The Federal Housing Administration’s current book of business is valued at negative $13.48 billion reports the Wall Street Journal based on a pre-release of the annual FHA audit late Thursday.
Additional reports indicate the audit will show FHA’s reverse mortgage (Home Equity Conversion Mortgage) Portfolio being valued at negative $2.799 billion at the end of fiscal year 2012.
Analysts and policy experts expected a substantial shortfall in the fund’s performance for fiscal year 2012, predicting that FHA would require a capital infusion from the treasury for the first time in history to help cover losses. Excerpts posted by Calculated Risk included the financial information provided by FHA’s independent actuarial review.
“Based on our stochastic simulation analysis, we estimate that the economic value of the Fund as of the end of FY 2012 is negative $13.48 billion. This represents a $14.67 billion drop from the $1.19 billion estimated economic value as of the end of FY 2011….” and in comments provided about the HECM portfolio “The FY actuarial review of FHA’s HECM business concluded that the “economic value” of the current FHA HECM book was NEGATIVE $2.799 billion at the end of FY 2012.”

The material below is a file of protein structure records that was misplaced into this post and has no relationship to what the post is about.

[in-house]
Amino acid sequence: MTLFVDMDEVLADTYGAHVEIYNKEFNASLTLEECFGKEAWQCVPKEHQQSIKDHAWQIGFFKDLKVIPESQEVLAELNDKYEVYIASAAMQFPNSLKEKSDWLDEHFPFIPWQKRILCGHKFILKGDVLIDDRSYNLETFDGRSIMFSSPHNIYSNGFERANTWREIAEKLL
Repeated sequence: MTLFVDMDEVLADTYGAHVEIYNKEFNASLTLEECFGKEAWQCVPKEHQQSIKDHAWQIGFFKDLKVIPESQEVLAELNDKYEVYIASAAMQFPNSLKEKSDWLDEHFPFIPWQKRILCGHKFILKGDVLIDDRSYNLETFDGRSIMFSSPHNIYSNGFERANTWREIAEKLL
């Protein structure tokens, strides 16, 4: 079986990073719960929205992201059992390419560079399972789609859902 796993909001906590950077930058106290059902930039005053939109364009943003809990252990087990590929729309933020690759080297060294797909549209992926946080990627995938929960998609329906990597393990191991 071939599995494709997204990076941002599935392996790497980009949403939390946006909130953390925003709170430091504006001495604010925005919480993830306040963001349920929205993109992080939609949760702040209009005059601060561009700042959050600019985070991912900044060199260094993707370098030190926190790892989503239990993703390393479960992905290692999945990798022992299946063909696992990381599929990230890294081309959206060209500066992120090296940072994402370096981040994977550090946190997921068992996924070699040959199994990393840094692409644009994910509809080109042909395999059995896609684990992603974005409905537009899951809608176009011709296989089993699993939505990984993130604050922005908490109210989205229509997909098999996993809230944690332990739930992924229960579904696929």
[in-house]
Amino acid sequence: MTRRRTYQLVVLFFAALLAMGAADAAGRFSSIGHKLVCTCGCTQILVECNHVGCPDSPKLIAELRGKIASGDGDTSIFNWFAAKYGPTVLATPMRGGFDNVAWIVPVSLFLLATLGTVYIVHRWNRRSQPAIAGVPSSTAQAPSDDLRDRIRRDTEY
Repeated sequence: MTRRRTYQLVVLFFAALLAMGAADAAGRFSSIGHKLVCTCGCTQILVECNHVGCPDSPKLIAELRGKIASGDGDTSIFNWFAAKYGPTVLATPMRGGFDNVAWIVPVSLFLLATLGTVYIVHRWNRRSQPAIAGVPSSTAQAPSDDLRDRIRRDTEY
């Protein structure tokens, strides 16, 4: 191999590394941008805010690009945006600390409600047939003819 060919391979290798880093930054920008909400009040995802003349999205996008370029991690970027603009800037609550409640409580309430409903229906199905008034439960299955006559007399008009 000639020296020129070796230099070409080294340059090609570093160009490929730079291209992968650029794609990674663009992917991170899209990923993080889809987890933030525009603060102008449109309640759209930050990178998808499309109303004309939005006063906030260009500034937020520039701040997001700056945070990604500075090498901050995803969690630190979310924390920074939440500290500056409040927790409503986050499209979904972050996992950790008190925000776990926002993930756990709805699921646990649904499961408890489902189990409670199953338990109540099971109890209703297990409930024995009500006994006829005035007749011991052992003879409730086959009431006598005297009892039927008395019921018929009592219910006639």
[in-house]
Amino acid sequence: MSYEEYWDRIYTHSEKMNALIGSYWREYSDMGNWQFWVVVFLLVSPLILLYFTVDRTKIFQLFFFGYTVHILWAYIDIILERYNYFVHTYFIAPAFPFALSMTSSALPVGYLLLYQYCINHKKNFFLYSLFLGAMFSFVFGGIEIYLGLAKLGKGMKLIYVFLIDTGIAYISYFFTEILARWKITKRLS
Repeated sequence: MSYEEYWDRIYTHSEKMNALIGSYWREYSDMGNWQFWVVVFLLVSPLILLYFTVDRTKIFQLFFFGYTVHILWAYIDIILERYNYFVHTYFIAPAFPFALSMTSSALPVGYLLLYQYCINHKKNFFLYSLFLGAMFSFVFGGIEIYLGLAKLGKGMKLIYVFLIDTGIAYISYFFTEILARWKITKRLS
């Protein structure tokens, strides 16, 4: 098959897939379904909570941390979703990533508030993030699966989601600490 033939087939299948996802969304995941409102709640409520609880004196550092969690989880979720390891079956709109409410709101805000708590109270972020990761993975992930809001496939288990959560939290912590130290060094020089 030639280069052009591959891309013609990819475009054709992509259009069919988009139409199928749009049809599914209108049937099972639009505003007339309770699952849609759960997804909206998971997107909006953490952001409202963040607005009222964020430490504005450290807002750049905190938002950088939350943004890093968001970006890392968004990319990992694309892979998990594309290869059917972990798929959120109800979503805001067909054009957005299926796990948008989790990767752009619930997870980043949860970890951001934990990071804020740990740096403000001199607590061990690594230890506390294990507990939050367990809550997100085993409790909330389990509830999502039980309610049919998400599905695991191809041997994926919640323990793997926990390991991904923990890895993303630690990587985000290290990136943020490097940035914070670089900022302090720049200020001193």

Independent auditors estimate there is approximately a 5 percent chance that FHA’s capital resources could turn negative during the next 7 years. “We also estimate that under the most pessimistic economic scenario, the economic value could stay negative until at least FY 2019,” they said in the report.
During a press conference in Washington, DC, House Financial Services Committee Chairman Spencer Bachus said that FHA is expected to propose increasing the premiums it charges to insure mortgages as a solution according to Bloomberg.
RMD will provide updates as more information becomes available. The report is expected for official release Friday according to an FHA spokesman.
Written by Elizabeth Ecker with additional reporting by John Yedinak